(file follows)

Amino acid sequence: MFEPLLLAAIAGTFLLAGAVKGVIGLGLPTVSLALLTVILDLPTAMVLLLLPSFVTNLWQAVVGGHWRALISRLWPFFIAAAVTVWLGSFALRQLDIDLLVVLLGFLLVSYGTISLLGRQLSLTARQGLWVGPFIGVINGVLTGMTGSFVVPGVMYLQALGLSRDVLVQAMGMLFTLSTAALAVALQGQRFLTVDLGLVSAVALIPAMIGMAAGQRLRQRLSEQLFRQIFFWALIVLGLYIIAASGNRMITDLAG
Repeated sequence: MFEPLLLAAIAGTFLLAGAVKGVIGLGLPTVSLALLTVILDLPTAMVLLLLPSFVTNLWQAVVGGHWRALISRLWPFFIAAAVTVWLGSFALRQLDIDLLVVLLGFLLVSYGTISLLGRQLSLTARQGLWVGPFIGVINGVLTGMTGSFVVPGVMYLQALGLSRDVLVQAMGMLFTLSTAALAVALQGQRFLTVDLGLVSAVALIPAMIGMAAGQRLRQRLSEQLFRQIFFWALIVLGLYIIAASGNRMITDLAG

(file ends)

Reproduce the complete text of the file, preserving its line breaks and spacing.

Amino acid sequence: MFEPLLLAAIAGTFLLAGAVKGVIGLGLPTVSLALLTVILDLPTAMVLLLLPSFVTNLWQAVVGGHWRALISRLWPFFIAAAVTVWLGSFALRQLDIDLLVVLLGFLLVSYGTISLLGRQLSLTARQGLWVGPFIGVINGVLTGMTGSFVVPGVMYLQALGLSRDVLVQAMGMLFTLSTAALAVALQGQRFLTVDLGLVSAVALIPAMIGMAAGQRLRQRLSEQLFRQIFFWALIVLGLYIIAASGNRMITDLAG
Repeated sequence: MFEPLLLAAIAGTFLLAGAVKGVIGLGLPTVSLALLTVILDLPTAMVLLLLPSFVTNLWQAVVGGHWRALISRLWPFFIAAAVTVWLGSFALRQLDIDLLVVLLGFLLVSYGTISLLGRQLSLTARQGLWVGPFIGVINGVLTGMTGSFVVPGVMYLQALGLSRDVLVQAMGMLFTLSTAALAVALQGQRFLTVDLGLVSAVALIPAMIGMAAGQRLRQRLSEQLFRQIFFWALIVLGLYIIAASGNRMITDLAG